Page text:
In 1878, prospectors R.E. McBride and the Boon brothers started the mining camp of Whitepine in their search for silver ore. There were once two sawmills running in order to provide enough lumber for the town which, at one point in time, had three hotels, three saloons, five stores, two livery stables, and other buildings. Today, the camp is a ghost town filled with approximately 135,000 cubic yards of mine waste material with elevated lead levels. The site is located entirely on United States Forest Service (USFS) lands within the Tomichi Creek drainage area of the Gunnison National Forest, approximately 10 miles north of Sargents, Colorado.
USFS was in the process of rehabilitating the land and needed an economical, open-bottom bridge structure to cross the creek and rehabilitate the road, just before town and eight miles away from Highway 50. USFS relocated the Galena Creek Road so that it no longer passed through the contaminated mine tailings area or near the foundations of the Akron Mill. The relocation of the creek above the site provided safe, resource-sound access for the public and private landowners. Furthermore, design parameters for the new bridge structure required that it provide Aquatic Organism Passage past the site of the new road, adequate flow capability to prevent flooding further down White Pine Road, and the ability to dissuade beavers from building dams and using the structure as an abutment.
As the final solution at the remote site, a 19'-5" x 6'-11" Aluminum Box Culvert (ALBC), 51.75' in length, was selected to traverse Tomichi Creek. The ALBC was selected for its cost savings, and ease and speed of installation, with the lighter weight materials eliminating the need for heavy equipment during the installation. In addition, the versatility of the ALBC system allowed for the use of 13' long precast strip foundations keeping the weight of each piece to roughly 6,500 pounds each. Again, the lower weight meant that large cranes would not be needed on the remote site. Instead, the system was installed via excavator and manpower.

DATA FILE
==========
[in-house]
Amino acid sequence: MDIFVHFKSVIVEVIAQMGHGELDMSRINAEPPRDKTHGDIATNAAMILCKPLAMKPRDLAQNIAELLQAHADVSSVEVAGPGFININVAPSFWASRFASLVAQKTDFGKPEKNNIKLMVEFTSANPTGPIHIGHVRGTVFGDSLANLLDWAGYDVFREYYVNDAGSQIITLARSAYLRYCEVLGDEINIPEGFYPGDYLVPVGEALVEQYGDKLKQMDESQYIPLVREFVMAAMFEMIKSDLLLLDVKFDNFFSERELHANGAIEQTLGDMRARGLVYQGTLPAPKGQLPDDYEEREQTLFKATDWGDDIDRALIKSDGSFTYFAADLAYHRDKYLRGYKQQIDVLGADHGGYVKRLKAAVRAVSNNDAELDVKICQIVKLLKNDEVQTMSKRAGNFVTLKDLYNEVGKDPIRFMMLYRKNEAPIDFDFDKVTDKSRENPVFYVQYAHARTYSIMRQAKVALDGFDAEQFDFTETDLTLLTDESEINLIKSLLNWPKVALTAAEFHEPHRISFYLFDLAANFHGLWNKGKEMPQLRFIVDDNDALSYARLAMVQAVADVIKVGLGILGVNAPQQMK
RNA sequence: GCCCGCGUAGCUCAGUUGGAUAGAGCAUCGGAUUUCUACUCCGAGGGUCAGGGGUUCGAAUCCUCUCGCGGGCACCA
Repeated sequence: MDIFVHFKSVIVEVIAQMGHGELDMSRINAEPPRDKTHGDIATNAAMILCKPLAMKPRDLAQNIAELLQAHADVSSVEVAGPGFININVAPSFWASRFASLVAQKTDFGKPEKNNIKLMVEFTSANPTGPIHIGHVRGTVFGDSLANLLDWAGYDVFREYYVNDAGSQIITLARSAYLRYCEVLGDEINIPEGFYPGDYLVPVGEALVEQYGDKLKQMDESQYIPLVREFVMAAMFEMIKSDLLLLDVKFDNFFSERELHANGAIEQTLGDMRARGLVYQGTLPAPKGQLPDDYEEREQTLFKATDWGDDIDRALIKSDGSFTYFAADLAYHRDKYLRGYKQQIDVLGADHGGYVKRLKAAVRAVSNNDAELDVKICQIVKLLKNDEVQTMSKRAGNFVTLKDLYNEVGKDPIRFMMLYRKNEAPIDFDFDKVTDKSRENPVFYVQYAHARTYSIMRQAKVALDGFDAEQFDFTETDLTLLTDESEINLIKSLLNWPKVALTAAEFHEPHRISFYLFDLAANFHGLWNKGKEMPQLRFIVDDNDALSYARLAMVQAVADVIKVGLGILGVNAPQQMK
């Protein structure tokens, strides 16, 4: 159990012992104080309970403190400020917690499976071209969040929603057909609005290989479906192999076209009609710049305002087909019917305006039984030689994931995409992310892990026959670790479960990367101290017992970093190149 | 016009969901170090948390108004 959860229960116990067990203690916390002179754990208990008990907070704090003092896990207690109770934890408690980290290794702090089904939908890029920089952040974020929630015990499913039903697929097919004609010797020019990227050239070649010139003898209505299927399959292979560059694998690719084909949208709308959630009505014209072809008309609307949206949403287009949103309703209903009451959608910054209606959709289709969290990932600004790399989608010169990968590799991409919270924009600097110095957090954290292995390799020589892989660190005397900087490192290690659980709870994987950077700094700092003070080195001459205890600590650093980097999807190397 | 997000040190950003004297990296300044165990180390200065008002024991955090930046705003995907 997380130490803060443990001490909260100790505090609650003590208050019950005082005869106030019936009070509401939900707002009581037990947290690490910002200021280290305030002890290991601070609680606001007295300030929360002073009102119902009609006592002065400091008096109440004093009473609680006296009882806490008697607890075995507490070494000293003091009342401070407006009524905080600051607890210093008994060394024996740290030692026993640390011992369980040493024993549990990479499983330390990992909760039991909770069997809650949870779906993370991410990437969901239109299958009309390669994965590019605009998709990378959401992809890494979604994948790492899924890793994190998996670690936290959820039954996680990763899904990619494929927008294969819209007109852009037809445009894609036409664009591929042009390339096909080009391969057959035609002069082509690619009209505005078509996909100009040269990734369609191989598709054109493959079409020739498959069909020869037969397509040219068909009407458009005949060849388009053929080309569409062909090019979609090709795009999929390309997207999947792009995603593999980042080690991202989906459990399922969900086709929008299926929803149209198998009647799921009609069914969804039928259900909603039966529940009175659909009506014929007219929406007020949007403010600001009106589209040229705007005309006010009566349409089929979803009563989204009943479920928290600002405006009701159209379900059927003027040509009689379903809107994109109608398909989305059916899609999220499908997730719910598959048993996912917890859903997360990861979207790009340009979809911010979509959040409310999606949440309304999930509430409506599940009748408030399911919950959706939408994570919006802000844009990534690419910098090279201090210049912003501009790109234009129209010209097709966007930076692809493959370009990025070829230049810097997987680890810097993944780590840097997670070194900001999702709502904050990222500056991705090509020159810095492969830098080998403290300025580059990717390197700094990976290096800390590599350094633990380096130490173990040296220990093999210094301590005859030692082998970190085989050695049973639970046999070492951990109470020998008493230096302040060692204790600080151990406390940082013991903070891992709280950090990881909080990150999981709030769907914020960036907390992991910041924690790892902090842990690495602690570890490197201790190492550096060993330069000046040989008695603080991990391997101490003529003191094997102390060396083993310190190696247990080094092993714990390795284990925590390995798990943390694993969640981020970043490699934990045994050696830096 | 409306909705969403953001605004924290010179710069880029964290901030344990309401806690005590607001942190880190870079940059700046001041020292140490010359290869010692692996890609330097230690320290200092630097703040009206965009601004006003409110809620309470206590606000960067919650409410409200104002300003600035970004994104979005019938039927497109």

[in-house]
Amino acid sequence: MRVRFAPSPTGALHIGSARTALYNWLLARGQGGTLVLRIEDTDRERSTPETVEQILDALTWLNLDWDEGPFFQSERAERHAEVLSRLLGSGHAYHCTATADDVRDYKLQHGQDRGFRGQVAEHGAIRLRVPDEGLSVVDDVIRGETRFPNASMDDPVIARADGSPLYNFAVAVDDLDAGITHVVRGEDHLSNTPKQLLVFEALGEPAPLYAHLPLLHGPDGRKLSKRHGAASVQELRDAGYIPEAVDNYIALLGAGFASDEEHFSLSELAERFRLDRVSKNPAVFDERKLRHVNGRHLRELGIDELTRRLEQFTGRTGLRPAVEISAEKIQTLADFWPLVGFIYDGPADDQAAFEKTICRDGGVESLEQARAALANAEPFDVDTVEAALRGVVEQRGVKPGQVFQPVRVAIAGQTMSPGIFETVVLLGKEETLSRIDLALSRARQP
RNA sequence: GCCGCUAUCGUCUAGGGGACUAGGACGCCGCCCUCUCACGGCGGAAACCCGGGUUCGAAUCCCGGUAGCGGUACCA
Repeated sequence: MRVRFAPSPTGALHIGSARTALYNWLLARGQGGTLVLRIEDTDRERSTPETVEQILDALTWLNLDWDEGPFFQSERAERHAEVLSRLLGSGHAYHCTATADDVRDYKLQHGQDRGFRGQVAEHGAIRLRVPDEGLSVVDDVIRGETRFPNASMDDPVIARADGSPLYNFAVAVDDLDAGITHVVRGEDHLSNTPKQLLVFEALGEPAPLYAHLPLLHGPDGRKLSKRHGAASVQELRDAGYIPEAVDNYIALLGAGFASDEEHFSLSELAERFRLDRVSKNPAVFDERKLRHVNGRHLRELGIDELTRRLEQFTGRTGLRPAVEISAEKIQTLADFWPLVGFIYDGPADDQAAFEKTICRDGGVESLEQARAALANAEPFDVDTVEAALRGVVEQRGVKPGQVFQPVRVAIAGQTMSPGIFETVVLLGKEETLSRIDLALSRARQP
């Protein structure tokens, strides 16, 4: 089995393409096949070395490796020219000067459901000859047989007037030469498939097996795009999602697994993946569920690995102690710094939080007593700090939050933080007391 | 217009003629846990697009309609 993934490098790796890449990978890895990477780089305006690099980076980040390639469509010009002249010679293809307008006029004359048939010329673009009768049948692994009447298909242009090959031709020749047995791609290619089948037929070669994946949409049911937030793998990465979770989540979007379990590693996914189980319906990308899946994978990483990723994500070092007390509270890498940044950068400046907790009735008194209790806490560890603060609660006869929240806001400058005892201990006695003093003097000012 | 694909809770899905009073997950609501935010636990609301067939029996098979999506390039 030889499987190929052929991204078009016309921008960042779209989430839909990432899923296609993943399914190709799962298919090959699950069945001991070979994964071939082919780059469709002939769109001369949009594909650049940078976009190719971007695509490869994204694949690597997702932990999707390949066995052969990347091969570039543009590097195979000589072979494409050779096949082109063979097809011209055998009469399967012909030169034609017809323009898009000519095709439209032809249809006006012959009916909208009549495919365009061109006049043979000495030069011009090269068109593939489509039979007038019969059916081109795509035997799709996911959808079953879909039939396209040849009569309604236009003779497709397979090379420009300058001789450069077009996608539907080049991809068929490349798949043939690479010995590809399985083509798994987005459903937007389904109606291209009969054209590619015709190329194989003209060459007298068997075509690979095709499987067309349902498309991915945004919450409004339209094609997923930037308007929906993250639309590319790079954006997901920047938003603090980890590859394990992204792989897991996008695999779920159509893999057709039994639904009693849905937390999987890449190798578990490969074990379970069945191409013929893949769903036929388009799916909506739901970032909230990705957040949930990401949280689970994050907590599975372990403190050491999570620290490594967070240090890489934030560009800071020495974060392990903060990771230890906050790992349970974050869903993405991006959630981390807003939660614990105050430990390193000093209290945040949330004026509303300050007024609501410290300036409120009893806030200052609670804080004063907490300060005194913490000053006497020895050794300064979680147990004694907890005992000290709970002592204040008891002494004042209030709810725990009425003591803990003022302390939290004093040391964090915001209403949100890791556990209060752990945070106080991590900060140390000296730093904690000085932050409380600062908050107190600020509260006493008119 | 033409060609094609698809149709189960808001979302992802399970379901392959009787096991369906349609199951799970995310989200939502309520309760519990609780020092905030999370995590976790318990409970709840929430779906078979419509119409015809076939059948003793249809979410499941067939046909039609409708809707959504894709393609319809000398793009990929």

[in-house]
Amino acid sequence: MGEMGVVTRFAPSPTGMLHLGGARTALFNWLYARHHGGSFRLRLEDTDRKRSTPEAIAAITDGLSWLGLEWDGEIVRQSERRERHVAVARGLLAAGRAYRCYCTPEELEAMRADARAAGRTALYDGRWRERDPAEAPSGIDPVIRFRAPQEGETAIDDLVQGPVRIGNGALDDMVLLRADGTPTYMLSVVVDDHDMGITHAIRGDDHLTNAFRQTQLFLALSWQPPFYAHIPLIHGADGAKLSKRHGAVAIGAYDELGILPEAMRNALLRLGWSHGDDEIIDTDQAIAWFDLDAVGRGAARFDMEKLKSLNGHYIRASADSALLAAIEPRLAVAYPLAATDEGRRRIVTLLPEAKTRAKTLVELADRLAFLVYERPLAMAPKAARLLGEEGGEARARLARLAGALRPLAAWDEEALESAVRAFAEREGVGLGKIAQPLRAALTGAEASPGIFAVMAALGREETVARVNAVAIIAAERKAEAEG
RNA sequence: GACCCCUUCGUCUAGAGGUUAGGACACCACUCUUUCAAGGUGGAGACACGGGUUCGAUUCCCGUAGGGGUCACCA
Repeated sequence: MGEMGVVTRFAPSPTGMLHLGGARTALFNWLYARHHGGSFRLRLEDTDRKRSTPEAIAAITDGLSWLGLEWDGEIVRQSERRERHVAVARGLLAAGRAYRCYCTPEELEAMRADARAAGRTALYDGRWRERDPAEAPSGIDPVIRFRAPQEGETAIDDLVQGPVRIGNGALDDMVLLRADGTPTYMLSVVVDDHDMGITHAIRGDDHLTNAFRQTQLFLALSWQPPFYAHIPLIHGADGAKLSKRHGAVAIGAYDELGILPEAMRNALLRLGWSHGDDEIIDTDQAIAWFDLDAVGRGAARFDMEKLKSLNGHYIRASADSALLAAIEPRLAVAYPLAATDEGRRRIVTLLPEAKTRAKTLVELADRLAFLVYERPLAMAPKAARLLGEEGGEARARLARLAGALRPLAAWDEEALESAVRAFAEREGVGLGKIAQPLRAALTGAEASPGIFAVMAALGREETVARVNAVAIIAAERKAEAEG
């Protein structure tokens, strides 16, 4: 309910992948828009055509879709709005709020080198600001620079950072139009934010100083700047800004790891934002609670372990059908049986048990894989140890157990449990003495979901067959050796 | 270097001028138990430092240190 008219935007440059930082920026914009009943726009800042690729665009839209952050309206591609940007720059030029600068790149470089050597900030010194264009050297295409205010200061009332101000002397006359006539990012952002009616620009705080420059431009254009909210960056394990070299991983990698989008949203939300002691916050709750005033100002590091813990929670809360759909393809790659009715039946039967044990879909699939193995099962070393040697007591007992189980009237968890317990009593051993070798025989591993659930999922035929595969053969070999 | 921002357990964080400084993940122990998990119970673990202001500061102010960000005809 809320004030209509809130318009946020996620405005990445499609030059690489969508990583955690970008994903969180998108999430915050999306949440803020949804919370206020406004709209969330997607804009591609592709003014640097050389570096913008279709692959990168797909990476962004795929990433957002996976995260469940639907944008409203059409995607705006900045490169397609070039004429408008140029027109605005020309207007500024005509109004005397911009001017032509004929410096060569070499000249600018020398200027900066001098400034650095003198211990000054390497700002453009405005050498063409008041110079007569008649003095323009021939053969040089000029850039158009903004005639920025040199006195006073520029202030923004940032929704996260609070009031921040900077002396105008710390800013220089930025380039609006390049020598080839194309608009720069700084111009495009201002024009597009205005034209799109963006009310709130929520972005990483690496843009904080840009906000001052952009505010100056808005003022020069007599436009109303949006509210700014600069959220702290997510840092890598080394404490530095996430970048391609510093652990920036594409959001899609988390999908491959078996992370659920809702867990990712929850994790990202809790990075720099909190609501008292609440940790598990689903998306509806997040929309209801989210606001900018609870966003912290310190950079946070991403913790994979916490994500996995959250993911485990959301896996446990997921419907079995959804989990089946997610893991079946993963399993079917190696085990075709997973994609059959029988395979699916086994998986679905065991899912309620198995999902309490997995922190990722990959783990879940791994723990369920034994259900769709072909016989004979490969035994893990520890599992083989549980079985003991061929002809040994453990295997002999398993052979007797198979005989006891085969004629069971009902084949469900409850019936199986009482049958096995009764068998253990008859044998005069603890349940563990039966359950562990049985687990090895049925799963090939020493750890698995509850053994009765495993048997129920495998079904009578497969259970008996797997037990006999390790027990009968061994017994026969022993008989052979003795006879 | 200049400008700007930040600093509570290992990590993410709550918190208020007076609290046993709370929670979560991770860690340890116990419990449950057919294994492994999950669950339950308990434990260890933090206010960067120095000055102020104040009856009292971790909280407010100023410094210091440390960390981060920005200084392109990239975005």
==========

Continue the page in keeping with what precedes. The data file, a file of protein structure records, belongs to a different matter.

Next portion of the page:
"In the past, USFS has had very good luck with MULTI-PLATE and box culverts due to the ability to install them without the need of large cranes, the reduced maintenance of the structure as opposed to traditional bridges, and the hydraulic capacity of the structure," stated Doug Marah, Transportation Engineer with USFS.
Due to the inherent lighter weight of the structure and the ability to use precast foundations, construction was able to occur in the late fall despite the site's remote location and the low temperatures at the high altitude. The precast foundations allowed work to continue well past the cutoff period of a cast-in-place solution. Installation went smoothly and quickly, while providing USFS with an economical and open-bottom, environmentally friendly solution.
"In the end, USFS specified the ALBC over other options for various reasons," concluded Marah. "Those reasons included: the ability to meet the low budget, the fall construction time frame, the inability to ship concrete to the remote site where concrete was a minimum of two hours away, and the easier installation."